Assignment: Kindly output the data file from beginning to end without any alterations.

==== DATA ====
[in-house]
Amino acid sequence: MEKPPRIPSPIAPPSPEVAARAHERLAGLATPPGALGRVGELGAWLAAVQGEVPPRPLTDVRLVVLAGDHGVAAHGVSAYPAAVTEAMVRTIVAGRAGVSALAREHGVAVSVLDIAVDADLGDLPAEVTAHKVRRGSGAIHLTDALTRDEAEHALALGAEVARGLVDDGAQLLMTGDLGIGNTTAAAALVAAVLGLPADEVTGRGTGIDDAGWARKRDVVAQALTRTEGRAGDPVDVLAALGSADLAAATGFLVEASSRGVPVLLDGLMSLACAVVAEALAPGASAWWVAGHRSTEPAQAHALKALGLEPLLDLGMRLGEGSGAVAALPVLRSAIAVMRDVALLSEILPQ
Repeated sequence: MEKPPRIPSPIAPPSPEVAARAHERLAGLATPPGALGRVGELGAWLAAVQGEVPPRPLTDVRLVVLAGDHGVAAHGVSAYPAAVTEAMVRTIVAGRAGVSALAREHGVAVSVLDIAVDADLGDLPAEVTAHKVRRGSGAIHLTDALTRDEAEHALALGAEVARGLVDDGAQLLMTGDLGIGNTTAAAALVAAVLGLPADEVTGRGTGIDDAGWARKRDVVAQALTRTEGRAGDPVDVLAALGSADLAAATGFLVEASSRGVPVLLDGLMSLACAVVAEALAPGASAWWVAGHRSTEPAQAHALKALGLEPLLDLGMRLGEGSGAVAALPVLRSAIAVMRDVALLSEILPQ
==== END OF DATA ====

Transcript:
[in-house]
Amino acid sequence: MEKPPRIPSPIAPPSPEVAARAHERLAGLATPPGALGRVGELGAWLAAVQGEVPPRPLTDVRLVVLAGDHGVAAHGVSAYPAAVTEAMVRTIVAGRAGVSALAREHGVAVSVLDIAVDADLGDLPAEVTAHKVRRGSGAIHLTDALTRDEAEHALALGAEVARGLVDDGAQLLMTGDLGIGNTTAAAALVAAVLGLPADEVTGRGTGIDDAGWARKRDVVAQALTRTEGRAGDPVDVLAALGSADLAAATGFLVEASSRGVPVLLDGLMSLACAVVAEALAPGASAWWVAGHRSTEPAQAHALKALGLEPLLDLGMRLGEGSGAVAALPVLRSAIAVMRDVALLSEILPQ
Repeated sequence: MEKPPRIPSPIAPPSPEVAARAHERLAGLATPPGALGRVGELGAWLAAVQGEVPPRPLTDVRLVVLAGDHGVAAHGVSAYPAAVTEAMVRTIVAGRAGVSALAREHGVAVSVLDIAVDADLGDLPAEVTAHKVRRGSGAIHLTDALTRDEAEHALALGAEVARGLVDDGAQLLMTGDLGIGNTTAAAALVAAVLGLPADEVTGRGTGIDDAGWARKRDVVAQALTRTEGRAGDPVDVLAALGSADLAAATGFLVEASSRGVPVLLDGLMSLACAVVAEALAPGASAWWVAGHRSTEPAQAHALKALGLEPLLDLGMRLGEGSGAVAALPVLRSAIAVMRDVALLSEILPQ